Iraq: Second U.N. Attack Designed To Intimidate Member States?
Sep 22, 2003
A suicide bomber attacked U.N. headquarters in Baghdad on Sept. 22, killing two and injuring 10 people. This attack brings to the foreground the likelihood that some guerrilla forces in the country are trying to thwart U.S. efforts to bring in international military reinforcements through the United Nations. This second attack on the U.N. facility will provide additional justification for countries that do not want to commit troops to Iraq's reconstruction. Though the incident resulted in only light casualties, it is likely to hurt U.S. efforts to recruit troops from other countries significantly.
A suicide attacker detonated a powerful car bomb Sept. 22 at the entrance of the parking lot of Baghdad's Canal Hotel, which houses the U.N. headquarters. An Iraqi policeman and the bomber were killed; 10 others were wounded, including two Iraqi U.N. personnel. The attack comes amid discussion about whether the United Nations should expand its role in reconstruction efforts. It was the second attack on the U.N. compound; another in August left 20 people dead, including top U.N. envoy Sergio Vieira de Mello.
This attack likely was orchestrated by forces within Iraq that understand the significance of U.S. efforts to bring in additional troops to help with security and reconstruction. The United States is seeking support for a new U.N. resolution, something most countries have set as the prerequisite to sending forces to Iraq. While this latest strike will not prevent a vote on the resolution, it will provide grounds for many countries to stall on actually deploying troops. The bombing even has given the United Nations pause over the nature of its presence in Iraq.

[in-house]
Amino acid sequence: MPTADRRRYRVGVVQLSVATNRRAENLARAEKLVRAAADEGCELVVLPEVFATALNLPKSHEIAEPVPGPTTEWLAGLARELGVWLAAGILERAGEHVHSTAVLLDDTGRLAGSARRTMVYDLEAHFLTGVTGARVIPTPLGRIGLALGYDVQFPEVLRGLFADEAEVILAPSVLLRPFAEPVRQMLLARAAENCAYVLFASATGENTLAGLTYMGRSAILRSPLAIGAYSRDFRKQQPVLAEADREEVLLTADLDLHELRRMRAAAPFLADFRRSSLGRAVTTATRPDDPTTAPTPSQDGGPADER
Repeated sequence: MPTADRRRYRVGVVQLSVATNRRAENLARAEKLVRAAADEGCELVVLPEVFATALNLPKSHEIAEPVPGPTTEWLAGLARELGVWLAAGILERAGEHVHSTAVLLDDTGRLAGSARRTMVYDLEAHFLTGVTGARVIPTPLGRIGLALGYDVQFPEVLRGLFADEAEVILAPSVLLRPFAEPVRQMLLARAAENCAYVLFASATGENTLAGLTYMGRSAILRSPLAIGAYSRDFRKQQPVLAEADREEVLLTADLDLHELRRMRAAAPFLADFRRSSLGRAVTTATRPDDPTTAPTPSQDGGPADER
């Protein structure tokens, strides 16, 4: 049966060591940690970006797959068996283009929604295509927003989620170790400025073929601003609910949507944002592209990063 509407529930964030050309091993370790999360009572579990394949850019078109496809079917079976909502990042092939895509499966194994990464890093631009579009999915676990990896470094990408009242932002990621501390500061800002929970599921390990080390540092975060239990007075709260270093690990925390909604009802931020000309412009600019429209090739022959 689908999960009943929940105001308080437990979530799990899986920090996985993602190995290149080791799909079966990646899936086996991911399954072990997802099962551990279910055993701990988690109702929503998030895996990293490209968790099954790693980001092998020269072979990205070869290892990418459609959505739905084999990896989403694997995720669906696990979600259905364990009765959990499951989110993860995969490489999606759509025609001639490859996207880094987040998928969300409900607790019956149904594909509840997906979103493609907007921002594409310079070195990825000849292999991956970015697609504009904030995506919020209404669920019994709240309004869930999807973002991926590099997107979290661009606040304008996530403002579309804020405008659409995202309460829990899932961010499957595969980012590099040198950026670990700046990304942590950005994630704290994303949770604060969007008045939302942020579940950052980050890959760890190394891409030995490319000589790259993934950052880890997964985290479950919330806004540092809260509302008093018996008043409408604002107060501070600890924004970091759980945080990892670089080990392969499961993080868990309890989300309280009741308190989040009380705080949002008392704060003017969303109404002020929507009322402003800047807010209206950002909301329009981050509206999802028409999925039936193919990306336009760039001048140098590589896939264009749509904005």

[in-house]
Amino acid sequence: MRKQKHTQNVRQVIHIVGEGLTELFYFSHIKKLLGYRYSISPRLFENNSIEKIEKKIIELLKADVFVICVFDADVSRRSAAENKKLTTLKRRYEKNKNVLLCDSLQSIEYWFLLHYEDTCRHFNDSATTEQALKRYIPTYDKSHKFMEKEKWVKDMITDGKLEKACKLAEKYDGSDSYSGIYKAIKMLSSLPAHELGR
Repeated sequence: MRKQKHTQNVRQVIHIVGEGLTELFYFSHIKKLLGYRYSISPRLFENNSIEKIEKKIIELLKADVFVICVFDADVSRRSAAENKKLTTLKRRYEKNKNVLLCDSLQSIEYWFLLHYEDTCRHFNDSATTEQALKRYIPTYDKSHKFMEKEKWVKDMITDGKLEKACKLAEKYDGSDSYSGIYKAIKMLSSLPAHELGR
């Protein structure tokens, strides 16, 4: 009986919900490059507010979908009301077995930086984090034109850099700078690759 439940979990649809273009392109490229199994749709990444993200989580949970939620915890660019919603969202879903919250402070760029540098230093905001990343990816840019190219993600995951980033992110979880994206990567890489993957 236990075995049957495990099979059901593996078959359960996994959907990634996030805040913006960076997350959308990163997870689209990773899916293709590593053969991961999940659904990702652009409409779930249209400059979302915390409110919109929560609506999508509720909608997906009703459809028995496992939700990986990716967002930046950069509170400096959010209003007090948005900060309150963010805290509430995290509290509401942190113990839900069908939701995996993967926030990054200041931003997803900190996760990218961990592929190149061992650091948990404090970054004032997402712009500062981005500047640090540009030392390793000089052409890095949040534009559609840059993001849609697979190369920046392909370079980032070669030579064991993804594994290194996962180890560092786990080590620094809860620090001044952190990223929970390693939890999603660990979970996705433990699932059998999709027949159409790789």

Following the attack, U.N. Secretary-General Kofi Annan said, "We are assessing the situation ... and we will decide as we move forward what our posture should be. Obviously, I am shocked and distressed by this latest attack. There are discussions about a second resolution which may affect the U.N. mandate and the role of the U.N., and we would obviously need to know what that new role will be for us to determine how we organize ourselves to tackle that."
During a meeting in Berlin on Sept. 20, British Prime Minister Tony Blair was unable to convince French President Jacques Chirac and German Chancellor Gerhard Schroeder to fully support the reconstruction efforts in Iraq. In a related but separate development, Russian President Vladimir Putin told U.S. journalists that Moscow hadn't ruled out sending troops to Iraq, but he emphasized that any such deployment would be in accordance with a plan laid out by the U.N. Security Council.
In recent videotaped statements, Iraqi guerrilla groups have warned other nations against sending troops to Iraq. They say the Bush administration is going to the United Nations for troops because the United States is in trouble in Iraq. Their logic could be that if other states don't send troops -- and the insurgents can sustain or even increase their current level of attacks -- then they might have a chance of bogging the United States down militarily. The guerrillas likely believe that -- if this strategy succeeds -- they might be able to force the United States out of the country in the near future. From the guerrillas' perspective, the best way to counter the threat of international military intervention in Iraq is to target the United Nations -- the key to other states getting involved.
Regardless of who is behind the guerrilla attacks in Iraq, it is clear that at least one group in the medley is using the disagreement between the United States and United Nations to try to exploit a perceived U.S. weakness. The insurgents believe that the United States is afraid of taking mounting casualties. If it cannot get help from foreign troops, the guerrillas believe the Bush administration might have no choice but to pull out. This is likely an incorrect assumption, but if the guerrillas can discourage international troops from entering Iraq it will be to their advantage nonetheless.